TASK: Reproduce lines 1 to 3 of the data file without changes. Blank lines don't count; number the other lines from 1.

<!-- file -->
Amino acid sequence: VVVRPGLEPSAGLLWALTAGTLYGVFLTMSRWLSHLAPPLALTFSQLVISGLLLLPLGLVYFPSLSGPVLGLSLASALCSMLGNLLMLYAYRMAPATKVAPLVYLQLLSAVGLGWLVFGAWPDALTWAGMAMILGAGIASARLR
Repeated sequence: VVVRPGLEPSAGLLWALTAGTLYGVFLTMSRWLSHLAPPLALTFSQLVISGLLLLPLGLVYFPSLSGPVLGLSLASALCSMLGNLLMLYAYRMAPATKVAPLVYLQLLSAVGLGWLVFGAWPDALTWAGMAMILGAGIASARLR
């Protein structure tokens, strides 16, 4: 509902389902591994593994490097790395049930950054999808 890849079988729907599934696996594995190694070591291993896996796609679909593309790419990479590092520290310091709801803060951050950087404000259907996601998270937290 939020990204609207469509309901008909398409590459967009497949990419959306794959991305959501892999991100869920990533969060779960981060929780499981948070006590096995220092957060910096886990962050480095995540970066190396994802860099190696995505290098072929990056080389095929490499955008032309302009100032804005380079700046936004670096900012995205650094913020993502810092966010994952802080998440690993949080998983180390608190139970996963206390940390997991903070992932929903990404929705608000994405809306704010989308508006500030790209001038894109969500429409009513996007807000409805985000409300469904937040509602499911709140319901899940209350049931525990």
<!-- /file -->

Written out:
Amino acid sequence: VVVRPGLEPSAGLLWALTAGTLYGVFLTMSRWLSHLAPPLALTFSQLVISGLLLLPLGLVYFPSLSGPVLGLSLASALCSMLGNLLMLYAYRMAPATKVAPLVYLQLLSAVGLGWLVFGAWPDALTWAGMAMILGAGIASARLR
Repeated sequence: VVVRPGLEPSAGLLWALTAGTLYGVFLTMSRWLSHLAPPLALTFSQLVISGLLLLPLGLVYFPSLSGPVLGLSLASALCSMLGNLLMLYAYRMAPATKVAPLVYLQLLSAVGLGWLVFGAWPDALTWAGMAMILGAGIASARLR
């Protein structure tokens, strides 16, 4: 509902389902591994593994490097790395049930950054999808 890849079988729907599934696996594995190694070591291993896996796609679909593309790419990479590092520290310091709801803060951050950087404000259907996601998270937290 939020990204609207469509309901008909398409590459967009497949990419959306794959991305959501892999991100869920990533969060779960981060929780499981948070006590096995220092957060910096886990962050480095995540970066190396994802860099190696995505290098072929990056080389095929490499955008032309302009100032804005380079700046936004670096900012995205650094913020993502810092966010994952802080998440690993949080998983180390608190139970996963206390940390997991903070992932929903990404929705608000994405809306704010989308508006500030790209001038894109969500429409009513996007807000409805985000409300469904937040509602499911709140319901899940209350049931525990």